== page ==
Earlier this week Telkomsel revealed the make up of its subscriber base to the public, showing that the low end market remains its largest segment while smartphone growth is in the triple digits. While this paints a picture of the existing market, what does this mean for mobile developers?
Telkomsel is Indonesia’s largest mobile carrier with over 125 million subscribers which is around 42 percent of the market going by the numbers from Australia’s BuddeComm. While basing development decisions on the make up of a single carrier is probably not so wise, the fact that it’s the largest in the country does reflect the trend in a not so insignificant way.
Develop for which platform
Now, the question for Indonesian mobile app developers is, which platform should you focus on? Given the limited resources, do you invest for the future and ignore the tens of millions of Asha users with access to carrier billing or do you delay your smartphone apps development and monetize this massive market?
First of all you need to decide what kind of apps you’re planning to build and which tools give you the best way to build them. Games for example, generally perform better than other app categories but they tend to be more difficult to build with greater complexities involved. Games also don’t tend to last too long, so you need to come up with new games every so often.
Secondly, find out where you think your market will be. Larger addressable markets don’t necessarily translate to larger potential revenue because it depends on the likelihood of consumers in those markets to pay for your apps.
While paid apps are arguably on the decline, developers are warming to in-app purchases which allows consumers to download apps for free or for very little cost and purchase add-ons as they see fit. This avoids having to build a trial version with limited abilities that is separate from the full version.
iOS users are far more likely to pay for apps than consumers on any other platform although locally this is still a very small market. A way to overcome this limitation is to go beyond the borders and promote the app Internationally. Android users on the other hand, are the least likely to pay for applications so you’re going to have to rely on advertising if you decide to launch on Android.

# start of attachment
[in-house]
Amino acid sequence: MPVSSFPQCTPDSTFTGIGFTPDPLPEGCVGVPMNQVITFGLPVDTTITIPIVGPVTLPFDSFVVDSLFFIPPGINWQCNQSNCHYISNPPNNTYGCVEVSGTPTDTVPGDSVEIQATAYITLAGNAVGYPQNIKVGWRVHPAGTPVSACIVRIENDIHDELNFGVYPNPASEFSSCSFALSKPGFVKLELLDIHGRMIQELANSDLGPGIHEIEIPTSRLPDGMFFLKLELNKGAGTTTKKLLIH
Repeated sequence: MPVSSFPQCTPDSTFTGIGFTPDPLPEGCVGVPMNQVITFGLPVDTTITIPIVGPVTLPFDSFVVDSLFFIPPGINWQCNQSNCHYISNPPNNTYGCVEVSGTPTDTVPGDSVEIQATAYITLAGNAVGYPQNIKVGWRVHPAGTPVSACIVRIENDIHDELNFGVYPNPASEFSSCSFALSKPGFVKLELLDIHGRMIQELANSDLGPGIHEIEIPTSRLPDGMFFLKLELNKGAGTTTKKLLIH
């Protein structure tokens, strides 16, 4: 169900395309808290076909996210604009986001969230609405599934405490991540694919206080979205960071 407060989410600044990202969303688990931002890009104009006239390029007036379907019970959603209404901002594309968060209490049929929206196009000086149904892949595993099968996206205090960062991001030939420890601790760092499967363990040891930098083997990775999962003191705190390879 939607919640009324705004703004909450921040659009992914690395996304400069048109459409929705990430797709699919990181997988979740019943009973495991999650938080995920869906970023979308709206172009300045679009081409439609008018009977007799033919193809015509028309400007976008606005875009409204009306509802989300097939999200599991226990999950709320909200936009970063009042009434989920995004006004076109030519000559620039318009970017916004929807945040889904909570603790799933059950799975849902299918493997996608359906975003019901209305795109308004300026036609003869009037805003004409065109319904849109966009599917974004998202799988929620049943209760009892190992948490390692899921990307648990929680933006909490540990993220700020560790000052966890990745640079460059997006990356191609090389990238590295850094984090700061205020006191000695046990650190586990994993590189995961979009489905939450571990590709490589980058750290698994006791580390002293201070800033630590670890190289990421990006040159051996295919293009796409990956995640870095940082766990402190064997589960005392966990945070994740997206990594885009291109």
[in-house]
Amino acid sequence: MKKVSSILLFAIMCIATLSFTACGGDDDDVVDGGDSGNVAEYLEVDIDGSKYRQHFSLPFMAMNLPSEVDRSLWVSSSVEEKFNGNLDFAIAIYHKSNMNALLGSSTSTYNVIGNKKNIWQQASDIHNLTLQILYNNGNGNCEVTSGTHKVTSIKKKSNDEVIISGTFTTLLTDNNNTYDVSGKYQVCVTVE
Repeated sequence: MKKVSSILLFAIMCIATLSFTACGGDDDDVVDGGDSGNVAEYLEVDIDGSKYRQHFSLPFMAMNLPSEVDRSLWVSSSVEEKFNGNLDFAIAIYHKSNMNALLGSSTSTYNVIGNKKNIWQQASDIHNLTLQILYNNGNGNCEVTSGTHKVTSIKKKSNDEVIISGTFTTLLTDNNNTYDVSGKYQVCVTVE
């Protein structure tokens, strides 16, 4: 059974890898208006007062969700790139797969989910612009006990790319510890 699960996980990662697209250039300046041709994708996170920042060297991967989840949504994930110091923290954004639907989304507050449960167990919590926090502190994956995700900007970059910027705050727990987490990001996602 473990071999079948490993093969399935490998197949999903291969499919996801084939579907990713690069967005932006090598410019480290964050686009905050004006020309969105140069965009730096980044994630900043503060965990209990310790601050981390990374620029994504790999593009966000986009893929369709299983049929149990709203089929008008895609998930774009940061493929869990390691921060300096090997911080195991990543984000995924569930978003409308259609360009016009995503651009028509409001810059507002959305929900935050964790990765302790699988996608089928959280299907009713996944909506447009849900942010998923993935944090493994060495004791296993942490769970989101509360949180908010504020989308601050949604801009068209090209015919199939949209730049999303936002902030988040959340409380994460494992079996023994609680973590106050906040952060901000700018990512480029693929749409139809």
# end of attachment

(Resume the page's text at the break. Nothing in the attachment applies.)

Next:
According to Opera Mediaworks, iOS in Q1 2013 remains the top platform for web traffic with 44.5 percent and earning 49 percent of mobile advertising revenue while in Q2 iOS web traffic went down slightly to 43.7 percent but ad revenue share remaining at 49 percent.
Android is far behind iOS in terms of mobile ads with 31.2 percent of web traffic share and 26.7 percent of revenue in Q1 2013 and 31.2 percent of web traffic and 28 percent of revenue in Q2 2013.
In terms of ad revenue, iOS still powers over Android but given the numbers, you’re unlikely to go broke launching ad-supported apps on Android. Rovio’s Angry Birds for example, made its name as an addictive game on iOS but its massive fortune did not arrive until it was made available on Android and in many different variations.
Unfortunately the numbers aren’t available for the Asha platform so perhaps an intelligent strategy might be in order. Given the trend on the major platforms, implementing in-app purchase or advertising within apps built for Asha would be a logical approach.
Speaking of Nokia, Windows Phone is a fast growing platform on Telkomsel with 125,000 users and a 137 percent growth over eight months. Both Nokia and Microsoft are among the most aggressive companies pushing its mobile platform on to the Indonesian market and by this time next year, Nokia’s mobile division is set to be a Microsoft division, in other words, despite Nokia’s misfortunes, Windows Phone has a relatively clear future unless something unfavorable happens.
Globally Windows Phone is cementing itself as the number three platform behind Android and iOS, closing in to 10 percent of the market. The store has favorable terms for developers and Microsoft is working on making things easier for developers to publish apps on Windows Phone Store. There is certainly an opportunity to be made here.
BlackBerry: In or Out
While BlackBerry remains a top selling smartphone vendor in Indonesia, the App World has a strong carrier billing support, and the developer support is still solid, uncertainties regarding the immediate future of the platform makes this a questionable option. Additionally, growth of BlackBerry adoption has slowed. At CDMA carrier Smartfren, BlackBerry device activations have halved from up to 80,000 per month to around 40,000 according to Smartfren deputy CEO Djoko Tata Ibrahim.
If BlackBerry manages to steady the ship and provide a clear guidance as to its future, maybe it’s worth considering but as it stands, BlackBerry 10 and BlackBerry 7 are platforms which developers probably shouldn’t invest too much effort into at this stage. Yes, the installed user base remains relatively large in Indonesia and the country is number one in BlackBerry’s eyes, but if you’re developing for BlackBerry, it’s probably best at this stage to also go cross platform.
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